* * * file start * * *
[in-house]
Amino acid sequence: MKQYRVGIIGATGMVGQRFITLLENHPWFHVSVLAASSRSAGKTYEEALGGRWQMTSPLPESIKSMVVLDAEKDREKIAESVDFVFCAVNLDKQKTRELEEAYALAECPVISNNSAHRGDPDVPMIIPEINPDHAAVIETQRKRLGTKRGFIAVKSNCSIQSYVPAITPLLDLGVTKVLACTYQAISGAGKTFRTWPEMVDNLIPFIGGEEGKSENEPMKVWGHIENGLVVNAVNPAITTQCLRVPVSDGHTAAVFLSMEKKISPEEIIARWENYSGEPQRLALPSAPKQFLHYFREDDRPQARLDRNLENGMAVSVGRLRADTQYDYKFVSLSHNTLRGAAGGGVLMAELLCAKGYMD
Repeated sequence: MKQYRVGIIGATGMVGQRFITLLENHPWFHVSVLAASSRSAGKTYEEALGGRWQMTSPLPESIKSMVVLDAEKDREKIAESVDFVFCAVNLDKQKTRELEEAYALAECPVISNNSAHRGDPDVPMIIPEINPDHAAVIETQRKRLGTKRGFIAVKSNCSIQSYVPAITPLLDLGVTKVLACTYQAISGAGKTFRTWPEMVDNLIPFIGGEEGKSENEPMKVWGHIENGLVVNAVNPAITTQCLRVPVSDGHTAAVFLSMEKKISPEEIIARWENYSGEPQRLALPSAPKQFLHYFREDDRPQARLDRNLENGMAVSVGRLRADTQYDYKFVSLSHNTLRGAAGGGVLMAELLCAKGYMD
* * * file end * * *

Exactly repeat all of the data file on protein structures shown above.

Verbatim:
[in-house]
Amino acid sequence: MKQYRVGIIGATGMVGQRFITLLENHPWFHVSVLAASSRSAGKTYEEALGGRWQMTSPLPESIKSMVVLDAEKDREKIAESVDFVFCAVNLDKQKTRELEEAYALAECPVISNNSAHRGDPDVPMIIPEINPDHAAVIETQRKRLGTKRGFIAVKSNCSIQSYVPAITPLLDLGVTKVLACTYQAISGAGKTFRTWPEMVDNLIPFIGGEEGKSENEPMKVWGHIENGLVVNAVNPAITTQCLRVPVSDGHTAAVFLSMEKKISPEEIIARWENYSGEPQRLALPSAPKQFLHYFREDDRPQARLDRNLENGMAVSVGRLRADTQYDYKFVSLSHNTLRGAAGGGVLMAELLCAKGYMD
Repeated sequence: MKQYRVGIIGATGMVGQRFITLLENHPWFHVSVLAASSRSAGKTYEEALGGRWQMTSPLPESIKSMVVLDAEKDREKIAESVDFVFCAVNLDKQKTRELEEAYALAECPVISNNSAHRGDPDVPMIIPEINPDHAAVIETQRKRLGTKRGFIAVKSNCSIQSYVPAITPLLDLGVTKVLACTYQAISGAGKTFRTWPEMVDNLIPFIGGEEGKSENEPMKVWGHIENGLVVNAVNPAITTQCLRVPVSDGHTAAVFLSMEKKISPEEIIARWENYSGEPQRLALPSAPKQFLHYFREDDRPQARLDRNLENGMAVSVGRLRADTQYDYKFVSLSHNTLRGAAGGGVLMAELLCAKGYMD